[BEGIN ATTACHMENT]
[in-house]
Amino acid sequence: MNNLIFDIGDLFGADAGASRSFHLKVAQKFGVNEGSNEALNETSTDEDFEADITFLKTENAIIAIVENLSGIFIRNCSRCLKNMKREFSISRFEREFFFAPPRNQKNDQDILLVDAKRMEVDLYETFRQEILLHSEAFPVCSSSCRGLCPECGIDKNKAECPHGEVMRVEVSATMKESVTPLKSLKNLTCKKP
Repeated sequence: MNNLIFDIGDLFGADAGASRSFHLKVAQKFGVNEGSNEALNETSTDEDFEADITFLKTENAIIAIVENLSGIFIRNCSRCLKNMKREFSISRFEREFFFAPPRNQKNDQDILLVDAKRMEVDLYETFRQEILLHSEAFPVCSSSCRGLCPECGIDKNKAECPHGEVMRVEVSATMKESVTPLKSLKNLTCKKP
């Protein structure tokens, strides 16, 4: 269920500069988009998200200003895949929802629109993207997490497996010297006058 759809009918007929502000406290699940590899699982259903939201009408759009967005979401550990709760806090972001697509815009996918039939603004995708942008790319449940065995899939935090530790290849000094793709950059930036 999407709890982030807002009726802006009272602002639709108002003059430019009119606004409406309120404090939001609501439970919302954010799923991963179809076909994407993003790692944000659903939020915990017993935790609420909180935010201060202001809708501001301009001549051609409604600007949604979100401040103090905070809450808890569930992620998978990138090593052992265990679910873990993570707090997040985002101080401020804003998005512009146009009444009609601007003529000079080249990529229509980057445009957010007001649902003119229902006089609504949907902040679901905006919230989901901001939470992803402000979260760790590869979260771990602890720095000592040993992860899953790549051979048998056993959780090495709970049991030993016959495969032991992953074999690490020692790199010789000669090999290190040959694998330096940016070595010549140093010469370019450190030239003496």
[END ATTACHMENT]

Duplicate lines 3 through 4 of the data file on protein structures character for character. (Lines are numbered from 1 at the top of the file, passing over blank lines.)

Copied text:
Repeated sequence: MNNLIFDIGDLFGADAGASRSFHLKVAQKFGVNEGSNEALNETSTDEDFEADITFLKTENAIIAIVENLSGIFIRNCSRCLKNMKREFSISRFEREFFFAPPRNQKNDQDILLVDAKRMEVDLYETFRQEILLHSEAFPVCSSSCRGLCPECGIDKNKAECPHGEVMRVEVSATMKESVTPLKSLKNLTCKKP
């Protein structure tokens, strides 16, 4: 269920500069988009998200200003895949929802629109993207997490497996010297006058 759809009918007929502000406290699940590899699982259903939201009408759009967005979401550990709760806090972001697509815009996918039939603004995708942008790319449940065995899939935090530790290849000094793709950059930036 999407709890982030807002009726802006009272602002639709108002003059430019009119606004409406309120404090939001609501439970919302954010799923991963179809076909994407993003790692944000659903939020915990017993935790609420909180935010201060202001809708501001301009001549051609409604600007949604979100401040103090905070809450808890569930992620998978990138090593052992265990679910873990993570707090997040985002101080401020804003998005512009146009009444009609601007003529000079080249990529229509980057445009957010007001649902003119229902006089609504949907902040679901905006919230989901901001939470992803402000979260760790590869979260771990602890720095000592040993992860899953790549051979048998056993959780090495709970049991030993016959495969032991992953074999690490020692790199010789000669090999290190040959694998330096940016070595010549140093010469370019450190030239003496």